For more than 30 years each, Cheryl Smith-Vincent and Cheryl Ortega have shared a passion for teaching public school in Southern California. Smith-Vincent teaches third grade at Miles Avenue Elementary School in Huntington Park; before retiring, Ortega taught kindergarten at Logan Street Elementary School in Echo Park. Both women have been jolted by experiences with a little-known statewide policy that requires traditional public schools to share their facilities with charter schools. Ortega says she has seen charter-school children warned against greeting non-charter students who attend the same campus. Smith-Vincent reports that she and her students were pushed out of their classroom prior to a round of important student tests – just to accommodate a charter school that needed the space.
“It was extremely disruptive,” Smith-Vincent says of the incident.
The practice of housing a traditional public school and a charter school on the same campus is known as “co-location.” Charters are publicly funded yet independently operated,
Helicopters hover like hellish hogs
an infra-red shakedown.
We are the enemy, the face on the radio;
burnt petals cluttering the sidewalk.
We are daylight’s demise, dancing between
discord & distrust. All is bitter harvest,
betrayal and bewilderment;
all is seed for the fields of retreat:
bullets punctuate every poem.
Source: Trochemoche, published by Curbstone Press (1998).
Luis Rodrίguez has won numerous awards for his poetry, including the Poetry Center Book Award, a PEN Josephine Miles Literary Award, and a Paterson Poetry Book Prize. He is best known for the 1993 memoir of gang life, Always Running: La Vida Loca, Gang Days in L.A. (paperback by Touchstone Books/Simon & Schuster).
Judy West is a founding member and current president of Local 741 of the American Federation of State, County and Municipal Employees union (AFSCME). She also works for the Los Angeles Department of Recreation and Parks as a recreation assistant and teaches “parent-and-me” classes. The department’s only fulltime employees are its directors and other administrators – assistants like West work halftime. Frying Pan News reporter Luke Dowling sat down with her to talk about the state of unions in Los Angeles.
Frying Pan News: Tell me a little about yourself and how you came to be president of AFSCME Local 741.
Judy West: I was one of its organizers and was treasurer for a while, then became president. We had nothing before we organized. When a union rep came in and said, “We’ve been asked by different rec assistants to organize a union,” I said, “You got me!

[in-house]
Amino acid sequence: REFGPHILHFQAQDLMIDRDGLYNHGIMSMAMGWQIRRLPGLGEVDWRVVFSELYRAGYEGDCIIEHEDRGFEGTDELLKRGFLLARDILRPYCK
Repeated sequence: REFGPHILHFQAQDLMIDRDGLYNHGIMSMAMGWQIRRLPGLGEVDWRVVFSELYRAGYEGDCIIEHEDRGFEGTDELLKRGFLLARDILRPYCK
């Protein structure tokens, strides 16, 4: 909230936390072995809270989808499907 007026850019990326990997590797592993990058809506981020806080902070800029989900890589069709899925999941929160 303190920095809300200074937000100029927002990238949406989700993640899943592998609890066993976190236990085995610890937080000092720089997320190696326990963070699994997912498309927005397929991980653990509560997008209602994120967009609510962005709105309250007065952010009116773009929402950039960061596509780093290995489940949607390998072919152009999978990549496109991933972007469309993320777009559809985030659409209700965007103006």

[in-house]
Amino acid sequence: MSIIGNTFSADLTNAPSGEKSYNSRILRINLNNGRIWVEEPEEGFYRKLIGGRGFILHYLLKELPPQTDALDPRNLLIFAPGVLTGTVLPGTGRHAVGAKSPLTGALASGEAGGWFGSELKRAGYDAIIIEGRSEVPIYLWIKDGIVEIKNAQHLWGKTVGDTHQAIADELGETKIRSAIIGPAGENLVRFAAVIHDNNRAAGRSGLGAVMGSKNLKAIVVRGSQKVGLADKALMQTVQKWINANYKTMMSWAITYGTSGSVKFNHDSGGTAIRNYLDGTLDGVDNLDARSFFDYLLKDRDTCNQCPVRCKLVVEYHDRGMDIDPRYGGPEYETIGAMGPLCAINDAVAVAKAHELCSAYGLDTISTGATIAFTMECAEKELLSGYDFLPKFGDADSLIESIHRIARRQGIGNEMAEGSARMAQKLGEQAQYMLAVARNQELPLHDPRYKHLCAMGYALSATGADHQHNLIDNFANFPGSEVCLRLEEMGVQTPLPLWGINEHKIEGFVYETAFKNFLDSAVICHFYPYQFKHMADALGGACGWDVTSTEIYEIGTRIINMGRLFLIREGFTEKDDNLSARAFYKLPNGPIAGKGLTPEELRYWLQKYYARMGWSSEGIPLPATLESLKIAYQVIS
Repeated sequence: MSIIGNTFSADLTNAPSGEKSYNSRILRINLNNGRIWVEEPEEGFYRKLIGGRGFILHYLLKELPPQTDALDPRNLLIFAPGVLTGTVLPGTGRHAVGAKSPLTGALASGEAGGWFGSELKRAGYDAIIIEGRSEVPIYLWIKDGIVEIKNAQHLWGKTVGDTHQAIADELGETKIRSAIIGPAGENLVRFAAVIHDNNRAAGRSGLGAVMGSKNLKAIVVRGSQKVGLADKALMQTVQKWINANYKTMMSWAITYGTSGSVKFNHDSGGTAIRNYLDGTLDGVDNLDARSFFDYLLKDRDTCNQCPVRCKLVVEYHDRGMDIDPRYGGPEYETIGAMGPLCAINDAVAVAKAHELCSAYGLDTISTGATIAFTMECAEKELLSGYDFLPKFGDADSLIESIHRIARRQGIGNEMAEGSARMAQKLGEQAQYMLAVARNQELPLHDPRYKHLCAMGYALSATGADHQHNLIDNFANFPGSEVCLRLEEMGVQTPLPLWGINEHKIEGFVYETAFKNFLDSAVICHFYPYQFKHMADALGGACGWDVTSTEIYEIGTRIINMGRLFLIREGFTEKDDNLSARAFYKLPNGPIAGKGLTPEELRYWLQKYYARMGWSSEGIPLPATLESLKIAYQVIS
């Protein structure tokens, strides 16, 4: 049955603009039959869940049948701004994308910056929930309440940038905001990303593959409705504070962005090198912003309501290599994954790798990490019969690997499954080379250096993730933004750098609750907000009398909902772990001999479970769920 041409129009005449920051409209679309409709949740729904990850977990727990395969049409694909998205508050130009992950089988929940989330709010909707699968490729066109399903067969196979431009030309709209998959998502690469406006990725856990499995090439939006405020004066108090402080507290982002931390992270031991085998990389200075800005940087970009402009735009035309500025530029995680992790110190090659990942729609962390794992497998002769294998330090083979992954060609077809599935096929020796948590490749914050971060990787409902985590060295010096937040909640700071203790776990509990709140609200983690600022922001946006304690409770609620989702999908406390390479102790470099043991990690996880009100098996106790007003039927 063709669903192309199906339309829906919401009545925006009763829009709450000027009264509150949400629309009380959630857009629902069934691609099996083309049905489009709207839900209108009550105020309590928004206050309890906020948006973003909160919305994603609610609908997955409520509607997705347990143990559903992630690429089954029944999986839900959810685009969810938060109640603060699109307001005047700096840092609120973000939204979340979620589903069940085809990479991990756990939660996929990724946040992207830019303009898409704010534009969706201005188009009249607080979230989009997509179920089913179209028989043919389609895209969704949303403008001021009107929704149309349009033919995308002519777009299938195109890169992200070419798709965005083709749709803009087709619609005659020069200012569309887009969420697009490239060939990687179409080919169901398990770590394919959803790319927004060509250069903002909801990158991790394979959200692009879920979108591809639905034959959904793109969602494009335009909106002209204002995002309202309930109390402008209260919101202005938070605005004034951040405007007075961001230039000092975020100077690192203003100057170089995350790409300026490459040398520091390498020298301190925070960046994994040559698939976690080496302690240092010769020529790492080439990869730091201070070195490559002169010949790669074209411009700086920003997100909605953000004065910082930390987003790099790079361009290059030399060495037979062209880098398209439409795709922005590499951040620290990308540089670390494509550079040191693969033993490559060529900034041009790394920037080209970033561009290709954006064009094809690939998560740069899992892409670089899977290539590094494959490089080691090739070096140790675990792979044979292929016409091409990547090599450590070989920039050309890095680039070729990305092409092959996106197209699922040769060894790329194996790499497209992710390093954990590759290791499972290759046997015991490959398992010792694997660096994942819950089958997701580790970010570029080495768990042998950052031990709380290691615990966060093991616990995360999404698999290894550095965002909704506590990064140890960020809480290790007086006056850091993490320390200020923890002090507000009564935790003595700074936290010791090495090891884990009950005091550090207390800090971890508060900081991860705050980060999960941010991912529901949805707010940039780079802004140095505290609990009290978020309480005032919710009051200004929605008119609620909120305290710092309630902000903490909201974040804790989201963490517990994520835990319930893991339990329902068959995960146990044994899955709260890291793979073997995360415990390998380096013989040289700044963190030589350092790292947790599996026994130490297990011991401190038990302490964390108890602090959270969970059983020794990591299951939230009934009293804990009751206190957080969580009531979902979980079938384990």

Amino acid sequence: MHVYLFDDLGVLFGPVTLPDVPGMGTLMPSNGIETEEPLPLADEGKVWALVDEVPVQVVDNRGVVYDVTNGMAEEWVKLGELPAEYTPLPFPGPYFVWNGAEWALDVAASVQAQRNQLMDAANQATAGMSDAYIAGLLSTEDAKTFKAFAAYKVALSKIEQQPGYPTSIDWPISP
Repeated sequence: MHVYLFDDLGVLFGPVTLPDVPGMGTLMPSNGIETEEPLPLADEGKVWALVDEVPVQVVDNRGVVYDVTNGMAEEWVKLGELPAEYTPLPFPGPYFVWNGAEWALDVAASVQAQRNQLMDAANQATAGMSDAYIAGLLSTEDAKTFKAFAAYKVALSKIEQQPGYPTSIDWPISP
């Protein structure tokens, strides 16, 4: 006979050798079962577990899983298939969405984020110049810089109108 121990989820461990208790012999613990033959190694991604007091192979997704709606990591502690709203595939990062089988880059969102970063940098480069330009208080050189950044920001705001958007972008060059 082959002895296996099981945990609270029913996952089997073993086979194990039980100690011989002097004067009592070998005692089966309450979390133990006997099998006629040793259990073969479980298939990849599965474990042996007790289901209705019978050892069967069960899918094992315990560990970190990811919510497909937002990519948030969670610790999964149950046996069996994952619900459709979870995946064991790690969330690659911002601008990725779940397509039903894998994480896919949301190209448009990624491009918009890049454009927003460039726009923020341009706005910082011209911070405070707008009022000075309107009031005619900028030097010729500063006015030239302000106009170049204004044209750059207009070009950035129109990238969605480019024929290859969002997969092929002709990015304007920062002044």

For days before Thanksgiving, 2009, Santa Ana winds had been blowing up ash and dust from the massive Station Fire that recently burned north of Los Angeles. The scorching, high-pressure weather system seemed a suitable climate for L.A.’s financial meltdown as the city entered the third year of America’s recessionary slump. Inside City Hall on that Wednesday before the holiday, government representatives and members of the news media listened to the testimony of a man who was on his way to becoming one of Los Angeles’ most powerful figures. He was only 40, held no elective office and had started his job as the City Administrative Officer just three months before.
Yet on this Thanksgiving eve Miguel Santana held the rapt attention of the City Council and journalists as he delivered shocking news: Los Angeles faced an imminent shortfall of $98 million and, based on his projections, the city could be burdened by a $1 billion debt by 2013.
The ripples continue to spread from Frying Pan News reporter Gary Cohn’s piece on California’s enterprise zones, which were created in 1984 to help small businesses and create jobs by giving tax breaks to companies in the state’s economically depressed regions. Last Friday the Fresno Bee called for reform of the zones and today a Los Angeles Times editorial declared that nothing less than pulling the plug on the program would do.
The zones, said the Times, “were a well-intentioned experiment that was tried, failed and has been kept around too long. This is one experiment that should be ended, not merely mended.”
Cohn’s May 28 article appeared at the same time Governor Jerry Brown was maneuvering to reform the program out of existence. The Frying Pan News story emphasized that 61 percent of the enterprise program’s beneficiaries are companies with more than $1 billion in assets,